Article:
Malay MPs expressed concern yesterday about the extra powers that the Islamic Religious Council of Singapore (Muis), a statutory board, is being given over wakafs, or Muslim endowments.
Also, do the wakaf trustees have any recourse if they disagree with Muis' decision, asked Workers' Party MP Faisal Manap (Aljunied GRC).
The issues were raised during the debate on the Administration of Muslim Law (Amendment) Bill, which was later passed by Parliament. The changes include allowing Muis to remove the trustee of a wakaf if he fails to give information or particulars required by Muis, or fails to let Muis inspect the wakaf's properties, accounts and records.
Previously, Muis could remove a trustee only if the wakaf had been mismanaged, or intervene if no trustees had been appointed.
But by then, the wakaf may already be in jeopardy, Minister-in-charge of Muslim Affairs Yaacob Ibrahim said when giving the reason for the change.
Another new requirement stipulates that the appointment of a new trustee to a wakaf is void unless it is approved by Muis in writing. This is to ensure trustees are qualified to manage the wakaf, said Dr Yaacob.
Muis can also direct a portion of a wakaf's income to a sinking fund to support its future upkeep and development. This would be done in consultation with the trustees, taking into consideration the wakaf's resources, he added.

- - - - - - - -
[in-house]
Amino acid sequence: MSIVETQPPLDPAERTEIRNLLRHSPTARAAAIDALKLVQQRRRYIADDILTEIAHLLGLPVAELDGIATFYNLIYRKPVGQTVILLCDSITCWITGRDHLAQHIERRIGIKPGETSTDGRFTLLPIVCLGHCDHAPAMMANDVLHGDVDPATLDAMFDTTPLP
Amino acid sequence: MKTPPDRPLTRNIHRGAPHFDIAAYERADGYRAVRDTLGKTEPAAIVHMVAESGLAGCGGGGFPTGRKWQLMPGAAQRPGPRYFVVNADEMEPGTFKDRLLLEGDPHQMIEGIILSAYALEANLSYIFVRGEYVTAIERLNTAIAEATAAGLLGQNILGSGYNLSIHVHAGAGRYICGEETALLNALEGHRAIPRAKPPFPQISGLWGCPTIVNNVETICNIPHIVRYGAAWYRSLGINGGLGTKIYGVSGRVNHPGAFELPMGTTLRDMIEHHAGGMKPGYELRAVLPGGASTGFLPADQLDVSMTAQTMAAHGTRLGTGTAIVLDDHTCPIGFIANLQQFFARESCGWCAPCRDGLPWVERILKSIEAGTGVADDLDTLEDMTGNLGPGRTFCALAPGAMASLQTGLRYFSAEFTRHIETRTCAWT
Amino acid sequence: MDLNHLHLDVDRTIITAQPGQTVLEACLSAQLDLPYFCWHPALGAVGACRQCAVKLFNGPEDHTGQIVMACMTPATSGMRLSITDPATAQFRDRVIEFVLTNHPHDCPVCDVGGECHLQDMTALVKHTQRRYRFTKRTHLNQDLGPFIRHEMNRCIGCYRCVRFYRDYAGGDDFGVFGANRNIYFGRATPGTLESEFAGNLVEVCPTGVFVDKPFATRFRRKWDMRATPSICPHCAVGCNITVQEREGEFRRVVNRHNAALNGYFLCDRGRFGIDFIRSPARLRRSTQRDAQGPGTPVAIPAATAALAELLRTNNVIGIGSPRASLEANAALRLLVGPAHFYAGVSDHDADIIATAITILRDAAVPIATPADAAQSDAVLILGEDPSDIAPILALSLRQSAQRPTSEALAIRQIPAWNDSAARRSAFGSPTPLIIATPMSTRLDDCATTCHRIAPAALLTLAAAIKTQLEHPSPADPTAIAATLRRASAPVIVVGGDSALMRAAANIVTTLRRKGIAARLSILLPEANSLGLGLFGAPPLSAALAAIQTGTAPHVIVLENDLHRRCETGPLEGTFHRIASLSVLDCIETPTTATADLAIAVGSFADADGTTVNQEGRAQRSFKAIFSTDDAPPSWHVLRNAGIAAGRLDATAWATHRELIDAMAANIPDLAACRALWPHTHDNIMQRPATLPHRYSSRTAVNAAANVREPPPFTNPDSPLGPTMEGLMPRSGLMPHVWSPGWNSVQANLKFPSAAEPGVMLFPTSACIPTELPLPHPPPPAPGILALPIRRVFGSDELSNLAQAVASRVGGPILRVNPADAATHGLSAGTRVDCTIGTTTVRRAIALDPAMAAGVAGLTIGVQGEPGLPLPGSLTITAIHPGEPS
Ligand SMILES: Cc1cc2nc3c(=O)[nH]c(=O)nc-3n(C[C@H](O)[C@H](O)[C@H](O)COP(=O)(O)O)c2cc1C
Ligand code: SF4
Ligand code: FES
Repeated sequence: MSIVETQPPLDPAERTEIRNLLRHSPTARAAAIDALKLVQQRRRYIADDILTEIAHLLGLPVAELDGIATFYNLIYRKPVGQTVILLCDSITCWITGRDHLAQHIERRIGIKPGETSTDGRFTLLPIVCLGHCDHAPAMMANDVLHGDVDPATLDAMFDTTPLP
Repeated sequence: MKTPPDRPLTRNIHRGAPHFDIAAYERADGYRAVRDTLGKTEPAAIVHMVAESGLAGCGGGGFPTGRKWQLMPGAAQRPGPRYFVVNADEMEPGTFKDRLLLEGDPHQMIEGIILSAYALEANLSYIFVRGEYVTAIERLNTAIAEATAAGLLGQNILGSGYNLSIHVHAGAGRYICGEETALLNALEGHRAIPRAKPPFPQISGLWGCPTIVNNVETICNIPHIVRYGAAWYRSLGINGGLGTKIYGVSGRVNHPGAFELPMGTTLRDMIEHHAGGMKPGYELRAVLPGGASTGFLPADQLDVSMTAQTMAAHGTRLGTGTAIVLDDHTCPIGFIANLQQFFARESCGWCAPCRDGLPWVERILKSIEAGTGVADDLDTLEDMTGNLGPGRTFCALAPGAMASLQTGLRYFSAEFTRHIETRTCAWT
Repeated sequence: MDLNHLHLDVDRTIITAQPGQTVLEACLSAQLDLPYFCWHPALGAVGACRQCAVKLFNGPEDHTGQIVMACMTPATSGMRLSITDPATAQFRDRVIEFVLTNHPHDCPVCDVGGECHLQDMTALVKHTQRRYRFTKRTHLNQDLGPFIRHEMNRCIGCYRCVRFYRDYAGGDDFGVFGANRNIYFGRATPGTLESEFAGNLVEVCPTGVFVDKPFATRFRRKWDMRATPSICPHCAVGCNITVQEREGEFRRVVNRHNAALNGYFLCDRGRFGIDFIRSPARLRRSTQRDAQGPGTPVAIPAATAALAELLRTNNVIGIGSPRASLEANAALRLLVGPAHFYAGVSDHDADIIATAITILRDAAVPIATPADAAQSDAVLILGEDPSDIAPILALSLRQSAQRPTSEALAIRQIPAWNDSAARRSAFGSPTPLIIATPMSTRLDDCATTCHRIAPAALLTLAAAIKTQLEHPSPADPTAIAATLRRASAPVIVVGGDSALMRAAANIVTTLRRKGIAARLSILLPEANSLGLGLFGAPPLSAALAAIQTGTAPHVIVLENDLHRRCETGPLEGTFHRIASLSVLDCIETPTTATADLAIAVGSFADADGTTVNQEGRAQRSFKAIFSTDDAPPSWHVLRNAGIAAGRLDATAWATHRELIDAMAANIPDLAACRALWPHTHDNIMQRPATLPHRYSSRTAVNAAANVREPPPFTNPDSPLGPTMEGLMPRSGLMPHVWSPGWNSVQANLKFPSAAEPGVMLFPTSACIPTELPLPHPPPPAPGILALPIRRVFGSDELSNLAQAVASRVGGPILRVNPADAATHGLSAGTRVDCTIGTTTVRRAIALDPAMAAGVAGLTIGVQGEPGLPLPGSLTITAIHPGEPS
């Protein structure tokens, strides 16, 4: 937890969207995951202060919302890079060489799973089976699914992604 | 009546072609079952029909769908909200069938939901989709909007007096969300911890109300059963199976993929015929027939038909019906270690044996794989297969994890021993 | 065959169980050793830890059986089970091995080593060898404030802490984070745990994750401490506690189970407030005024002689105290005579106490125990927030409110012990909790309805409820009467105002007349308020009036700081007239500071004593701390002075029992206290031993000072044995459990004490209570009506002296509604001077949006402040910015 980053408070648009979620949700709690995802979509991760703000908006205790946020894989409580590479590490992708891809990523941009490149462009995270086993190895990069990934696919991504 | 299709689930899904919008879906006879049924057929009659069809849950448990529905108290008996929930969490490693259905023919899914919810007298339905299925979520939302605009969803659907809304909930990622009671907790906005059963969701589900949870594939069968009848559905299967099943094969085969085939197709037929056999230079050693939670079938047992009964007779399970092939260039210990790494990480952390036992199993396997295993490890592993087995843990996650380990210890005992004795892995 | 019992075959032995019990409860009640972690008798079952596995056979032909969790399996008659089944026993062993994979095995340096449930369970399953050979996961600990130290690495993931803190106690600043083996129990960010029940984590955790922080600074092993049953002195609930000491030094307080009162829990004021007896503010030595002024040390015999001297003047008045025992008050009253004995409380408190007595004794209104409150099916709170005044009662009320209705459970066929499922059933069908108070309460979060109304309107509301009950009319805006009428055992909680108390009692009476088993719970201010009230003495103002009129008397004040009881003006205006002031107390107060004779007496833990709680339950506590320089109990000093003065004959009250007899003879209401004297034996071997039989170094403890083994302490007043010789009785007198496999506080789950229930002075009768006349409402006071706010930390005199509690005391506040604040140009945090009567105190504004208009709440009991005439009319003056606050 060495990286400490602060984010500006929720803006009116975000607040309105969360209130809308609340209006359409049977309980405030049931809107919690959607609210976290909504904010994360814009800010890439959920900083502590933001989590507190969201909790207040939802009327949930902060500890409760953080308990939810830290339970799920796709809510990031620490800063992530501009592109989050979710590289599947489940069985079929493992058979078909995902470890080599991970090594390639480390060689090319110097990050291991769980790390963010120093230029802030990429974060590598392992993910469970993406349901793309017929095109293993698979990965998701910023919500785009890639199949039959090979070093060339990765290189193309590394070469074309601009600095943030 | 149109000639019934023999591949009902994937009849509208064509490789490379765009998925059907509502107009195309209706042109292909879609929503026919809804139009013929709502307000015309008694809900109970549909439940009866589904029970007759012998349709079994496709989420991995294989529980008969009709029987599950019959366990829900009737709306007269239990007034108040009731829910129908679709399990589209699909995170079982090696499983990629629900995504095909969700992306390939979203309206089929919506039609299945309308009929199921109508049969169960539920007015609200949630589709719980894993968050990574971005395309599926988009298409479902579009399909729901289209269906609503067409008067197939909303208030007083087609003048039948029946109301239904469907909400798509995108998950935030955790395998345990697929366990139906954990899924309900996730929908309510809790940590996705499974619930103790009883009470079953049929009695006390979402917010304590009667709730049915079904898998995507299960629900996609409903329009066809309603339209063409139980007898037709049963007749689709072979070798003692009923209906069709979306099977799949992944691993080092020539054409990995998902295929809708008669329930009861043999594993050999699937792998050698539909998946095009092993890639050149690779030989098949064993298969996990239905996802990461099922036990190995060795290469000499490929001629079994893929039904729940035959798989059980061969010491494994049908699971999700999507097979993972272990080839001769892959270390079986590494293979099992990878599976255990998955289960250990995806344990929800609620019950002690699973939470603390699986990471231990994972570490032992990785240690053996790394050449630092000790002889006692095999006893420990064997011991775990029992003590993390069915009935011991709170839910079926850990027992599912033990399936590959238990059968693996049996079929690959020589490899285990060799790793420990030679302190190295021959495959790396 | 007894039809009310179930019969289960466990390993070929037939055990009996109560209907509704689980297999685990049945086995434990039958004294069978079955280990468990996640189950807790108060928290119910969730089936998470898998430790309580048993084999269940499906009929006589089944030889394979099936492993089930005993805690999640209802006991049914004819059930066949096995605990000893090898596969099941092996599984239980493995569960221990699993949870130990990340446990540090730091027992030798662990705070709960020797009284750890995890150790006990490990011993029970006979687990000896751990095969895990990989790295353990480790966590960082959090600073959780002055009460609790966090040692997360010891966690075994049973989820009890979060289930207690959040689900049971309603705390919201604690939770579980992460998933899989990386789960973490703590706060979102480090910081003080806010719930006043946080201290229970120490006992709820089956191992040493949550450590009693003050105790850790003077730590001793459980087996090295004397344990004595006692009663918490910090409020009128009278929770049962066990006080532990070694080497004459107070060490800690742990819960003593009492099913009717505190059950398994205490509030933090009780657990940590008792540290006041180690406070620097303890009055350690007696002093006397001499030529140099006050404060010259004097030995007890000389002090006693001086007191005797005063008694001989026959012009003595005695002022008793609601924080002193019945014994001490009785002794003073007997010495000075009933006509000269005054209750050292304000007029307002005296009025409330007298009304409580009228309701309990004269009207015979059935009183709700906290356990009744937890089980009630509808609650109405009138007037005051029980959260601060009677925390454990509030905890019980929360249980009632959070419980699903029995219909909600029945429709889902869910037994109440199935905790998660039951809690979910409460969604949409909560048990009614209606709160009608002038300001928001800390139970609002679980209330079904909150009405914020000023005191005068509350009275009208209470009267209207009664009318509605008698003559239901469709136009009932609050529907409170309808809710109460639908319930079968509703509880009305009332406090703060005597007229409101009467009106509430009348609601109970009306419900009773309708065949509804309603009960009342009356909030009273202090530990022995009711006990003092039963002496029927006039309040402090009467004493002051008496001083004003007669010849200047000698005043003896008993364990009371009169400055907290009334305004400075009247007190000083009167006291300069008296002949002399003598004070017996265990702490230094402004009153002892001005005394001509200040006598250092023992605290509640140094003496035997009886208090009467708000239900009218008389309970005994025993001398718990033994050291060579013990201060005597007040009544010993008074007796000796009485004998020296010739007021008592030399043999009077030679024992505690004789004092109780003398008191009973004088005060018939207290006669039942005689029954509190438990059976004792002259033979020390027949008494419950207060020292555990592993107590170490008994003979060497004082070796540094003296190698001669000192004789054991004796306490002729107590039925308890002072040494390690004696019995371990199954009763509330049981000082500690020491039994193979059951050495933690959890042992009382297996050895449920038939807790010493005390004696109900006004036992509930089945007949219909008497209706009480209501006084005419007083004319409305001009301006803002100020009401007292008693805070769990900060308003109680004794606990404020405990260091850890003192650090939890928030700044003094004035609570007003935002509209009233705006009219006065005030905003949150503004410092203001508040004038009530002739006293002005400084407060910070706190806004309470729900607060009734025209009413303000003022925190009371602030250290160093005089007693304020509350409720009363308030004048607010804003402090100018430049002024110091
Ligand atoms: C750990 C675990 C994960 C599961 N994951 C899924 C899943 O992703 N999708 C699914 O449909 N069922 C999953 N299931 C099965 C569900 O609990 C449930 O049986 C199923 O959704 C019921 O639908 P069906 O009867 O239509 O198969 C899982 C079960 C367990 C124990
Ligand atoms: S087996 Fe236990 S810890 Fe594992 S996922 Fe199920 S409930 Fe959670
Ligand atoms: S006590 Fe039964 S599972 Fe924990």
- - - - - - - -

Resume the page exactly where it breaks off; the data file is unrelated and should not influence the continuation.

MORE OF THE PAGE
A wakaf dispute-resolution committee will also be set up.
During the debate, Mr Saktiandi Supaat (Bishan-Toa Payoh GRC) said giving Muis "absolute responsibility could be seen as a move that denies the public transparency and access to wakaf issues".
Nominated MP Azmoon Ahmad said the management of wakafs was often a personal matter and asked the extent to which the authorities would intervene.
Mr Faisal said he was "uncomfortable with efforts to give (Muis) as an administrator more power or full power in the administration of assets and Muslim institutions". He asked if there were channels for wakaf trustees to dispute Muis' decisions that they disagreed with.
Replying, Dr Yaacob said the new wakaf dispute-resolution committee is one way to mediate disagreements, without draining a wakaf's resources by taking the matter to court.
However, if the trustees still disagree with Muis' decision based on the committee's recommendations, they can still take the matter to court."But we would advise against this and would rather all parties come together for an amicable resolution," said Dr Yaacob.
He added that it has always been Muis' responsibility to administer all wakafs under the Administration of Muslim Law Act.
"It's therefore Muis' priority in the interest of all wakaf beneficiaries to ensure our wakafs are run well so that they can generate the maximum returns and are sustainable in the long run," he said.